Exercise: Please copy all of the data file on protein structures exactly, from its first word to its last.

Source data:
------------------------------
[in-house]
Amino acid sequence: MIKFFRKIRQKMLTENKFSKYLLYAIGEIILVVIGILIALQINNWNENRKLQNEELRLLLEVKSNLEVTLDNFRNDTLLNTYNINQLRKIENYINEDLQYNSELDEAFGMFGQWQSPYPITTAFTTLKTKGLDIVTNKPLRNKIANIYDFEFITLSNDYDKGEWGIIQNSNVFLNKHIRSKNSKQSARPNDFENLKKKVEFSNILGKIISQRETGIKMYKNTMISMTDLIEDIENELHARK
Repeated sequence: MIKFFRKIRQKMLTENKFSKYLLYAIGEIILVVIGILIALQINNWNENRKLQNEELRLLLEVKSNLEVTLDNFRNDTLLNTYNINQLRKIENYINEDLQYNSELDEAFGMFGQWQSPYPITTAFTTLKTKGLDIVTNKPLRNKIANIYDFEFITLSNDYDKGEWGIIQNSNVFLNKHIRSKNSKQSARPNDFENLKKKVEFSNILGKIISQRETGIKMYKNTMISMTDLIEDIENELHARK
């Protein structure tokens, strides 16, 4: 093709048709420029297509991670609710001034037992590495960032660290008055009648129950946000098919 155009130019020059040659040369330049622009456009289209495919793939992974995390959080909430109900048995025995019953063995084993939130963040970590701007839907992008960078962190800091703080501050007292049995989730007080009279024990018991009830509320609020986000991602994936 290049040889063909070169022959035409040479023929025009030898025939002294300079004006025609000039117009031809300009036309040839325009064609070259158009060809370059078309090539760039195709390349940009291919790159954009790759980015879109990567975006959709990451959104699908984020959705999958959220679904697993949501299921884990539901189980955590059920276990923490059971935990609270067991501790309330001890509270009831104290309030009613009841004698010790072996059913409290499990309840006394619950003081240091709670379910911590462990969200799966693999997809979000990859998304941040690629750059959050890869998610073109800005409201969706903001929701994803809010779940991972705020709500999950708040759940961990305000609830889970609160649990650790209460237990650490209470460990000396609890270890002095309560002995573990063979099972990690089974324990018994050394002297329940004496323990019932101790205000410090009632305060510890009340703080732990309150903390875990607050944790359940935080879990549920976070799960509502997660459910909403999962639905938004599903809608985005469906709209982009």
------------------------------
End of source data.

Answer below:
[in-house]
Amino acid sequence: MIKFFRKIRQKMLTENKFSKYLLYAIGEIILVVIGILIALQINNWNENRKLQNEELRLLLEVKSNLEVTLDNFRNDTLLNTYNINQLRKIENYINEDLQYNSELDEAFGMFGQWQSPYPITTAFTTLKTKGLDIVTNKPLRNKIANIYDFEFITLSNDYDKGEWGIIQNSNVFLNKHIRSKNSKQSARPNDFENLKKKVEFSNILGKIISQRETGIKMYKNTMISMTDLIEDIENELHARK
Repeated sequence: MIKFFRKIRQKMLTENKFSKYLLYAIGEIILVVIGILIALQINNWNENRKLQNEELRLLLEVKSNLEVTLDNFRNDTLLNTYNINQLRKIENYINEDLQYNSELDEAFGMFGQWQSPYPITTAFTTLKTKGLDIVTNKPLRNKIANIYDFEFITLSNDYDKGEWGIIQNSNVFLNKHIRSKNSKQSARPNDFENLKKKVEFSNILGKIISQRETGIKMYKNTMISMTDLIEDIENELHARK
């Protein structure tokens, strides 16, 4: 093709048709420029297509991670609710001034037992590495960032660290008055009648129950946000098919 155009130019020059040659040369330049622009456009289209495919793939992974995390959080909430109900048995025995019953063995084993939130963040970590701007839907992008960078962190800091703080501050007292049995989730007080009279024990018991009830509320609020986000991602994936 290049040889063909070169022959035409040479023929025009030898025939002294300079004006025609000039117009031809300009036309040839325009064609070259158009060809370059078309090539760039195709390349940009291919790159954009790759980015879109990567975006959709990451959104699908984020959705999958959220679904697993949501299921884990539901189980955590059920276990923490059971935990609270067991501790309330001890509270009831104290309030009613009841004698010790072996059913409290499990309840006394619950003081240091709670379910911590462990969200799966693999997809979000990859998304941040690629750059959050890869998610073109800005409201969706903001929701994803809010779940991972705020709500999950708040759940961990305000609830889970609160649990650790209460237990650490209470460990000396609890270890002095309560002995573990063979099972990690089974324990018994050394002297329940004496323990019932101790205000410090009632305060510890009340703080732990309150903390875990607050944790359940935080879990549920976070799960509502997660459910909403999962639905938004599903809608985005469906709209982009």